Australian girls lead the field in cervical cancer vaccination programme

Date: Monday, 28-Aug-2006

Australian females will be one jump ahead of some of their counterparts elsewhere in the world with the first vaccinations against cervical cancer taking place in Brisbane today.

Two young Queensland girls, were the first to receive the vaccination against cervical cancer, administered by its Australian inventor, specialist medical researcher Professor Ian Frazer.

Gardasil which was approved in June by the U.S. Food and Drug Administration and later confirmed by the Australian Therapeutic Goods Administration, is now available for vaccination at a cost of $465 for the course of three needles over a six month period.

The drug is expected to be listed on Australia's Pharmaceutical Benefits Scheme by November which will significantly reduce this cost and make it widely available.

Gardasil has been found to be totally effective in protecting girls and women against strains of the human papilloma virus which cause as much as 70 percent of cervical cancer which kills around kills 200,000 women around the world every year.

The virus is spread by sexual activity and the vaccine is thought to be most effective when given to girls before they become sexually active.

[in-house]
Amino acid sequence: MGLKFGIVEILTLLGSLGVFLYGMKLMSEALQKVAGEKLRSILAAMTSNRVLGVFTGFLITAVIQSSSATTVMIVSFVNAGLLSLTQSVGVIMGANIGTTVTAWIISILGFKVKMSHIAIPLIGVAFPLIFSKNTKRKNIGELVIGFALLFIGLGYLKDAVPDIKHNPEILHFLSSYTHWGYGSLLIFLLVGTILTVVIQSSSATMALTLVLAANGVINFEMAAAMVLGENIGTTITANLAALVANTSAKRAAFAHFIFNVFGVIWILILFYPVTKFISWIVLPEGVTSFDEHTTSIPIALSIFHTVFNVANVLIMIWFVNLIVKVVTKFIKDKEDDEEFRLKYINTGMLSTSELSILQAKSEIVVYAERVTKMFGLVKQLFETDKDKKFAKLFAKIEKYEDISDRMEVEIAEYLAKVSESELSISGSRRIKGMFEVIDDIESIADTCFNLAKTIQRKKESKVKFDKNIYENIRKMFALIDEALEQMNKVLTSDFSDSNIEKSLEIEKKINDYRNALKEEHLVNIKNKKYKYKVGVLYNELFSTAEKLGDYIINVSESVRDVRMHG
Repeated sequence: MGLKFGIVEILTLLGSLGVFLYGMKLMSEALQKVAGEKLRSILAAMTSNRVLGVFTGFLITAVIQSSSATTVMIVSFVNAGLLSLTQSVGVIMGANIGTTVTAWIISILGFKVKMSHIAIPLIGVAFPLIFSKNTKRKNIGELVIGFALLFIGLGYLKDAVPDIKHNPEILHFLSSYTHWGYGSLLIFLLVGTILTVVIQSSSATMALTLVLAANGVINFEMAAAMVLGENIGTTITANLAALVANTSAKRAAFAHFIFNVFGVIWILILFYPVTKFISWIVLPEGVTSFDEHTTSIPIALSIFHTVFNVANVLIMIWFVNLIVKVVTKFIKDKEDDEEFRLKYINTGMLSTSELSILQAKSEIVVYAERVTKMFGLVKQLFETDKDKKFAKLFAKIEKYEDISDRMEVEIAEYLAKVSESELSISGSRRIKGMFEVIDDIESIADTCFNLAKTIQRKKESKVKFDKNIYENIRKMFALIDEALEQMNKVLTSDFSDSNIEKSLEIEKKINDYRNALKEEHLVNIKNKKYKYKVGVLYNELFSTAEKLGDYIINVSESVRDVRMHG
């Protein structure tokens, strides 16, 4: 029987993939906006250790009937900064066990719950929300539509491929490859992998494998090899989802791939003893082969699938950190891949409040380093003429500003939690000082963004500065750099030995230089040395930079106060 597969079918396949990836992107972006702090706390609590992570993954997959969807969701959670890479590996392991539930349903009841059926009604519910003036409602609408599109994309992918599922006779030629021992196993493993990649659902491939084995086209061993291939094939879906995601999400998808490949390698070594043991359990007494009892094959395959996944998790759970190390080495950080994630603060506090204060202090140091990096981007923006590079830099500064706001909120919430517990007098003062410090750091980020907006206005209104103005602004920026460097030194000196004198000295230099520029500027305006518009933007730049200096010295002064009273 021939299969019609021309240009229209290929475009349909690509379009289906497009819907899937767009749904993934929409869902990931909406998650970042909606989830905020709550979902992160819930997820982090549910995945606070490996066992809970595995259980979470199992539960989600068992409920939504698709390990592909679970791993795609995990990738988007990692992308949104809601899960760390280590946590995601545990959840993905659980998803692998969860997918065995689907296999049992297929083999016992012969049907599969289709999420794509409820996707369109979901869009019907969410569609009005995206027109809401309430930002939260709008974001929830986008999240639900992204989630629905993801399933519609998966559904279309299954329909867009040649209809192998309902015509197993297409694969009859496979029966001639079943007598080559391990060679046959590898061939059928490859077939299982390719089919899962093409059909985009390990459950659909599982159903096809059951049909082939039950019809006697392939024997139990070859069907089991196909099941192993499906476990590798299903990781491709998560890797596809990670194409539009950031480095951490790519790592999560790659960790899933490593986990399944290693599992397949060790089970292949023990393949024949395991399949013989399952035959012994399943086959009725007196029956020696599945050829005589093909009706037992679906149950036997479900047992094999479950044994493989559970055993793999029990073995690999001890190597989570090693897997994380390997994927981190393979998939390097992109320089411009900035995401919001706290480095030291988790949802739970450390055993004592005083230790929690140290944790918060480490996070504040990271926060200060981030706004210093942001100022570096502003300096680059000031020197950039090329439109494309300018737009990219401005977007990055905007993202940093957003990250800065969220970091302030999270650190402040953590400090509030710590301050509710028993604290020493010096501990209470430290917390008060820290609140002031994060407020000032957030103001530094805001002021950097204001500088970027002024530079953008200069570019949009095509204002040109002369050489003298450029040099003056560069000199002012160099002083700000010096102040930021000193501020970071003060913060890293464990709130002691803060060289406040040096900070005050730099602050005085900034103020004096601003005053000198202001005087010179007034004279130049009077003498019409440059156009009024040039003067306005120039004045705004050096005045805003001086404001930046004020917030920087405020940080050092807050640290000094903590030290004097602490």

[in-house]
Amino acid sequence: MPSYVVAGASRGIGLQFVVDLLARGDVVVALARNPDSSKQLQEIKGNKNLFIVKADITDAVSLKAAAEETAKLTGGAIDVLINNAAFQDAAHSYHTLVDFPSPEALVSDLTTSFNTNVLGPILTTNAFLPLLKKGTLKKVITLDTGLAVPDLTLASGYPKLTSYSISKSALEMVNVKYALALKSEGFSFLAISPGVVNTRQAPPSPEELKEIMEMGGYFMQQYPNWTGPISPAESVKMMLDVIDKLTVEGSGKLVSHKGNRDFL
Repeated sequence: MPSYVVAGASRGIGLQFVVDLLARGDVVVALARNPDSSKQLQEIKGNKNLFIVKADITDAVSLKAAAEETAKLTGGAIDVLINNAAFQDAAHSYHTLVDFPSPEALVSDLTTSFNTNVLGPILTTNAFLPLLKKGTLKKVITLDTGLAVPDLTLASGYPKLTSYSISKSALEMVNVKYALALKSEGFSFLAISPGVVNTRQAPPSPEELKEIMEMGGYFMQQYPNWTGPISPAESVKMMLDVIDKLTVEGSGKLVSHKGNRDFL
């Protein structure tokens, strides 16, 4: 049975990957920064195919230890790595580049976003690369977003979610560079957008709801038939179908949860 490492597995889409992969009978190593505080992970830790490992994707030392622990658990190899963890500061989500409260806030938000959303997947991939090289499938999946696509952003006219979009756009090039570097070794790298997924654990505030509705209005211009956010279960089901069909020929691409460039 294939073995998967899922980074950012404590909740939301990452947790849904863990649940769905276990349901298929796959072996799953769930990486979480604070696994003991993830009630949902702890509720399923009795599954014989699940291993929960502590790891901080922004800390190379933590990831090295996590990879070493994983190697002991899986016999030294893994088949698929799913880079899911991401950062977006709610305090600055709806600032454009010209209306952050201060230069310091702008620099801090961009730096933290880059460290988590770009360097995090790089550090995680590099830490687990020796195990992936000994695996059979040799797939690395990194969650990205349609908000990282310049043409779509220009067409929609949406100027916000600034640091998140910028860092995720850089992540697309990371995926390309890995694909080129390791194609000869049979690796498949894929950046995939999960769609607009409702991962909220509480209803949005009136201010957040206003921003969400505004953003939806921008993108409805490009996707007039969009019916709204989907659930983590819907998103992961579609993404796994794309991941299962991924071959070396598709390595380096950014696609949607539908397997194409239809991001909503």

Cervical cancer is one of the few types of cancer where there are clear early stages which can be diagnosed and treated, and if caught early enough almost all cases are successfully treated.

Negotiations with the Australian Federal Government are taking place to introduce a program in schools to immunise 12-year-old girls and joint funding with the Commonwealth government is being considered for the vaccine to be administered free to all 11 and 12 year-old school girls.

Health experts in the UK are also considering vaccinating young girls of primary school age against the human papilloma virus.

The European Medicines Agency (EMEA) has already given the vaccine the green light and if a licence application is approved, it could be used in females aged nine to 26.

Trials of Gardasil have shown the vaccine to be effective in children as young as nine and many experts are already in favour of vaccination at 11 or 12, as it is widely recognised that a significant proportion of girls have sex before the age of consent and it is important to give them protection.

Some have expressed concern about introducing the vaccine at such an early age, but should the vaccine prove to have long-lasting protection it could well be given in future to very young children along with the other childhood vaccines.

There is on the whole widespread medical support for a mass vaccination programme to control human papillomavirus (HPV).

Health advocates also caution women against becoming complacent about having pap smears because of the vaccine, and say women need to realise it only protects against 70 per cent of cervical cancers.

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